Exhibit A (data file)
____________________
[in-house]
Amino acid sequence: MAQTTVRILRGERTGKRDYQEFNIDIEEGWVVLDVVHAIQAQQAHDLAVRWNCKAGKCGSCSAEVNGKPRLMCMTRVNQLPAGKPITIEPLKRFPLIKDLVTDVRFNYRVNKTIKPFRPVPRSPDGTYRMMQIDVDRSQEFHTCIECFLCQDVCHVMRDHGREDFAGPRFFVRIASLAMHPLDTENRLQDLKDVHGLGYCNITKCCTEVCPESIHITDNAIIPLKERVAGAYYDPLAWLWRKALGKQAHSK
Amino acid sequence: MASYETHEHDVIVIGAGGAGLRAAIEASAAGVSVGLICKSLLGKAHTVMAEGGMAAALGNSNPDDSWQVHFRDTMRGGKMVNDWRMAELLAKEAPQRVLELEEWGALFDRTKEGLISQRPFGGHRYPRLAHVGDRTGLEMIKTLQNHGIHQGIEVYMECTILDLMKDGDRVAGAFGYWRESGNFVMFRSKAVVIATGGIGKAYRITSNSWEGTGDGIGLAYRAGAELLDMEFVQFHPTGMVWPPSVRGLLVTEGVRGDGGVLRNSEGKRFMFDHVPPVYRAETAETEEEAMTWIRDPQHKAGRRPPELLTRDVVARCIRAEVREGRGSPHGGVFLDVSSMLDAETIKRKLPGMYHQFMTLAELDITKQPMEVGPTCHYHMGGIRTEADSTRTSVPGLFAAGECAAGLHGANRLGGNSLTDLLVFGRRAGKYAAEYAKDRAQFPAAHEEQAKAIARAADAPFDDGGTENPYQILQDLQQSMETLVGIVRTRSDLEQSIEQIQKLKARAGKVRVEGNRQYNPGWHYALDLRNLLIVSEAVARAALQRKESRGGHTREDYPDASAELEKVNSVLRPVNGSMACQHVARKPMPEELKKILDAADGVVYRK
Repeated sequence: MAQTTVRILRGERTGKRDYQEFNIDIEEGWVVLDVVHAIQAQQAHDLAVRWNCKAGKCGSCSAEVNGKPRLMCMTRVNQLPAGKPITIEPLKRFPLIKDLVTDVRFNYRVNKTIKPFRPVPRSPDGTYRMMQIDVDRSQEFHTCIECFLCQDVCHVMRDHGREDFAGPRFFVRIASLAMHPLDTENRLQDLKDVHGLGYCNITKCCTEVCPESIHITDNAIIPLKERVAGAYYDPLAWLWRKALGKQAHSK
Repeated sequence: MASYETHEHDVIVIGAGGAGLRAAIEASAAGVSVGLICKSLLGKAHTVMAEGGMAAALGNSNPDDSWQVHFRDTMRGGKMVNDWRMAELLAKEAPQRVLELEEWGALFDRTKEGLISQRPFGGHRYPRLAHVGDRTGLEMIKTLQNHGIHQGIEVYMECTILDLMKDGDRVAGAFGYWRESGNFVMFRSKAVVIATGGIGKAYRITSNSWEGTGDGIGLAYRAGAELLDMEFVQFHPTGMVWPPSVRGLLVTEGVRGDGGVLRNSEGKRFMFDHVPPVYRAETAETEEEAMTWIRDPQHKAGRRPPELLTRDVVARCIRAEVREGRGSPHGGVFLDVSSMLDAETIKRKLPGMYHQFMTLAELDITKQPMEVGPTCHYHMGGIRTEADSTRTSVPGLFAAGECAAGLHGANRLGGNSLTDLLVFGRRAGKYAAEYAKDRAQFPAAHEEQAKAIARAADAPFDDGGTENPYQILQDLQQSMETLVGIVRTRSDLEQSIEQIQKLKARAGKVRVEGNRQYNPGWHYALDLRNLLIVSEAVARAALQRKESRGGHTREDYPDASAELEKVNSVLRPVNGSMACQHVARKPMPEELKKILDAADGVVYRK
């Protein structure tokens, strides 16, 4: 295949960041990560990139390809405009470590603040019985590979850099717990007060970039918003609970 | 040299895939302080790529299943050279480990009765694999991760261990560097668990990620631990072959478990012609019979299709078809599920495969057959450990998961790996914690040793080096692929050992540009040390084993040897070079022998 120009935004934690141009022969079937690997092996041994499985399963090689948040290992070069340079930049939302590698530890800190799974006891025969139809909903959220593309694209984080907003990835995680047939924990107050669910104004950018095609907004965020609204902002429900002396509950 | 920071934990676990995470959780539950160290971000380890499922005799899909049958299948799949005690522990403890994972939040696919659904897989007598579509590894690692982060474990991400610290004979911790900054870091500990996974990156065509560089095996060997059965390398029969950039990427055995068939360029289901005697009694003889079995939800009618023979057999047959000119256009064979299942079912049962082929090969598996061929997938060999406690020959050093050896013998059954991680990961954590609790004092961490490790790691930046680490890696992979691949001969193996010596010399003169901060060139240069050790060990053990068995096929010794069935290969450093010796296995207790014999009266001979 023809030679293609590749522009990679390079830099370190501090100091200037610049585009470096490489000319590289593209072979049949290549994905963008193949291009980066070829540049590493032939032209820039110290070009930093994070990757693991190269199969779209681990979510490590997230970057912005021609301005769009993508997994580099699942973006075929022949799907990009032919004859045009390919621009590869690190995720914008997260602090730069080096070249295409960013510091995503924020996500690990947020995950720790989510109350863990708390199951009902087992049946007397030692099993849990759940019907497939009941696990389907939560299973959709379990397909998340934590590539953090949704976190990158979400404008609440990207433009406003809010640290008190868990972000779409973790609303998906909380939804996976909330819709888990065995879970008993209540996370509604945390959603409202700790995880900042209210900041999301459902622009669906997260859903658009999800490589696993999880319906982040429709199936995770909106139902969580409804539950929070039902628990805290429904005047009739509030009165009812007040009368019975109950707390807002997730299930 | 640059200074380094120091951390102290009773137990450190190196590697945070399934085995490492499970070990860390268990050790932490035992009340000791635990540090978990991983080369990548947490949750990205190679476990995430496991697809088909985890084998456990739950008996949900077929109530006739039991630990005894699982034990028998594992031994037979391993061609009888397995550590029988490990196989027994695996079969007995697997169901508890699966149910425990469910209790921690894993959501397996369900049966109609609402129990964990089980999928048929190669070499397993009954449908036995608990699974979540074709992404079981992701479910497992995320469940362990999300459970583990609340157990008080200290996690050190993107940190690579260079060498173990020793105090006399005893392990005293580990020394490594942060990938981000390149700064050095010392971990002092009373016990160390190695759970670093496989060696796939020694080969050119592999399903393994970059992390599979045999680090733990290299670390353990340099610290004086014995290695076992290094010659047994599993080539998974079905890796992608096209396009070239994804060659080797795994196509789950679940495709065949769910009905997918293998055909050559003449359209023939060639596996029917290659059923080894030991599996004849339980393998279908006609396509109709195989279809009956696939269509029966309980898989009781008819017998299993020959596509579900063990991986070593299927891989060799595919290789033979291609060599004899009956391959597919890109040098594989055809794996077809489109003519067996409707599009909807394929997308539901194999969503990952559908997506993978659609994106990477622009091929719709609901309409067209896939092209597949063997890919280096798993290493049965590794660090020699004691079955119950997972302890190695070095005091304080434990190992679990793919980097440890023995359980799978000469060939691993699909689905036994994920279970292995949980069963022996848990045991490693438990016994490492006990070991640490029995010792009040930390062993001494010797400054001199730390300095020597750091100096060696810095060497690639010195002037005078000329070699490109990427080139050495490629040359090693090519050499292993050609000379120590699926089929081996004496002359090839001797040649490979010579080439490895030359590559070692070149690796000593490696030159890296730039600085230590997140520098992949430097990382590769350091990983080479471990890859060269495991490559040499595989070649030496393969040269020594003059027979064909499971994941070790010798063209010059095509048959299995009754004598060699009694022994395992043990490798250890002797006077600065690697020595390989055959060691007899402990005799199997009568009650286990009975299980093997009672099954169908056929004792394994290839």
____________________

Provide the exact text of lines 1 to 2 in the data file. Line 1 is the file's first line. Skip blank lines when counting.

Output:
[in-house]
Amino acid sequence: MAQTTVRILRGERTGKRDYQEFNIDIEEGWVVLDVVHAIQAQQAHDLAVRWNCKAGKCGSCSAEVNGKPRLMCMTRVNQLPAGKPITIEPLKRFPLIKDLVTDVRFNYRVNKTIKPFRPVPRSPDGTYRMMQIDVDRSQEFHTCIECFLCQDVCHVMRDHGREDFAGPRFFVRIASLAMHPLDTENRLQDLKDVHGLGYCNITKCCTEVCPESIHITDNAIIPLKERVAGAYYDPLAWLWRKALGKQAHSK